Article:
bracht-2.jpgWhat makes Egil’s Saga come to life so fully is the town of Borganes itself. You walk out and behind the Center and right there is where Egil’s Irish nanny, Bracht, was murdered in the fjord by Egil’s father, and further down the road is the cairn marking the tomb of Egil’s two sons, and over there is the tomb of Skalla-Grimur, Egil’s mean old man. The history is everywhere and pretty much in your face. I find it admirable and with great gratitude that the Icelander’s had the Dog-good sense not to mow their history down, pave it over, and build Disneyland on top of it. In such a small and isolated town, it’s easy to become very close to Egil’s story. Overall though, it’s hard to know how to define the sagas. Are they folk-tales? Myths? Histories? While they contain obvious acts of the fantastical, the sagas also contain a very real history of very real people.

We finished with the exhibits, had a great lunch at the center and then started out of town. Just before you encounter the main entrance road into Borganes, there stands a small park with dwarf birches and more cairns marking points of saga interest. I made Sailor Man pull over so we could walk through park as it had just snowed and we would be leaving the only footprints as we had the park to ourselves.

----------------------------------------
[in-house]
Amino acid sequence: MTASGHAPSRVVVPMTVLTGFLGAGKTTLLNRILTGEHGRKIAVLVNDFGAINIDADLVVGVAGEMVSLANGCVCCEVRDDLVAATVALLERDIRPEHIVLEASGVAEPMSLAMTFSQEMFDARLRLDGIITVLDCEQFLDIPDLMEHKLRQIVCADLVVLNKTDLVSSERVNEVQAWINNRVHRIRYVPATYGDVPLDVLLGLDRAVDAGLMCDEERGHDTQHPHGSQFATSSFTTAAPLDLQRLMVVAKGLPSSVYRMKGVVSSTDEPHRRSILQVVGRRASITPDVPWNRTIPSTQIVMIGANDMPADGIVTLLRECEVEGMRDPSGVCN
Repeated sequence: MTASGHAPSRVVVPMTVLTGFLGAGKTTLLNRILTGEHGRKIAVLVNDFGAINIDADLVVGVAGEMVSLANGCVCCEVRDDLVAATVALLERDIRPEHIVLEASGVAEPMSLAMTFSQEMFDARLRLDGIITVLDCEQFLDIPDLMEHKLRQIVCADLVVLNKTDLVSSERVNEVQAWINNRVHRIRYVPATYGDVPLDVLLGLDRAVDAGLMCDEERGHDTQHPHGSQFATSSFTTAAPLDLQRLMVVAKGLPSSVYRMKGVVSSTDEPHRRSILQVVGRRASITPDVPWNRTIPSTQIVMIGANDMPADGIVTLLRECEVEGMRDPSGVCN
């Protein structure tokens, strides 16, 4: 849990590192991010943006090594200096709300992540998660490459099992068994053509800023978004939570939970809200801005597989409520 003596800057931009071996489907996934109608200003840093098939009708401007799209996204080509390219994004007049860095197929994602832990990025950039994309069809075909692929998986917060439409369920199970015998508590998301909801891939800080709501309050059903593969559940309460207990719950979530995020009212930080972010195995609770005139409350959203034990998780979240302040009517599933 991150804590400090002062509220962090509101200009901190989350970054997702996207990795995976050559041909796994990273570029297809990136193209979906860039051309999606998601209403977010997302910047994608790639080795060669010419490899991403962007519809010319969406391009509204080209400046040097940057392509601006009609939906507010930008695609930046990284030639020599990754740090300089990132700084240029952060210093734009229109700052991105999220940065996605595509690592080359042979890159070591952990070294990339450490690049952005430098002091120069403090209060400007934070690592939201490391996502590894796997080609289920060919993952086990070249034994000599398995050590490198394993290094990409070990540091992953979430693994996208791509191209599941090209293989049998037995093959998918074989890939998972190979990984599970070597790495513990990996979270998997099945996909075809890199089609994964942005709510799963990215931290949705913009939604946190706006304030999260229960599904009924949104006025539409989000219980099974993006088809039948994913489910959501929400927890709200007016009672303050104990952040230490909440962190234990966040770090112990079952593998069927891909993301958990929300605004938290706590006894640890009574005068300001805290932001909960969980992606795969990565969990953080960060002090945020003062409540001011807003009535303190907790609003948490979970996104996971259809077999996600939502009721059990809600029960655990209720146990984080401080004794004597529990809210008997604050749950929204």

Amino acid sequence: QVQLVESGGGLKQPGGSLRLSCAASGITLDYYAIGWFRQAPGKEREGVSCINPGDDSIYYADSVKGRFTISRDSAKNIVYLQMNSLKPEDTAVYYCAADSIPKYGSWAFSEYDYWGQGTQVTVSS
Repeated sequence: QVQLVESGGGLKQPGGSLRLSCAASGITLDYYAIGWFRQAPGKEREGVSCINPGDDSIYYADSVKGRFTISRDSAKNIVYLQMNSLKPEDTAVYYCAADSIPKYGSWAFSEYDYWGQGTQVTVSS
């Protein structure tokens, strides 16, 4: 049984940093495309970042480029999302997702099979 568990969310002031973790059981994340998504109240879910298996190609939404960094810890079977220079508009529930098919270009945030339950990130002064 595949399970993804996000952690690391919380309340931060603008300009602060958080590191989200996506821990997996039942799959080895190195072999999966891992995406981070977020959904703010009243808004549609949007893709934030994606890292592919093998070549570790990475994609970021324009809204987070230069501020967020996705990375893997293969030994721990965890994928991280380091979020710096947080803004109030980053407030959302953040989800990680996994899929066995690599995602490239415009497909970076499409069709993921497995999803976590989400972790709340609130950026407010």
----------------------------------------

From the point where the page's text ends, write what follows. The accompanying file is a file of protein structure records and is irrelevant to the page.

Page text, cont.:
park.jpgA note about trees: you will not see many of them during your trip through Iceland. Iceland was completely deforested during the settlement period and the Vikings had no idea the environmental havoc they were creating. 1200 years later, and Iceland still only has 1% of tree cover (imagine this, a land mass the size of Pennsylvania with only 1% of that land having trees? damn.) and deals with the very serious environmental issue of soil erosion due to the lack of vegetation. Iceland on average plants 14 trees per person annually throughout the country, but trees grow more slowly than they do in the States and the success rate is small. So when you see a grove of trees there, do root them on, I’m sure they appreciate the encouragement.

Despite the weather not being particularly favorable, we headed an hour east from Borganes toward the village of Reykholt “smokey woods”. Reyholt is home to Snorrastofa, a center devoted to the medieval studies of Iceland and the history of Snorri Sturlson. Snorri is a truly a remarkable character in Icelandic history. A poet, a statesman, and reknowned historian, Snorri is credited compiling and writing down many of Iceland’s sagas which until such time had been passed down orally generation to generation. Poor Snorri, however, fell out of favor with the King of Norway and was assasinated in his fortress at Reykholt.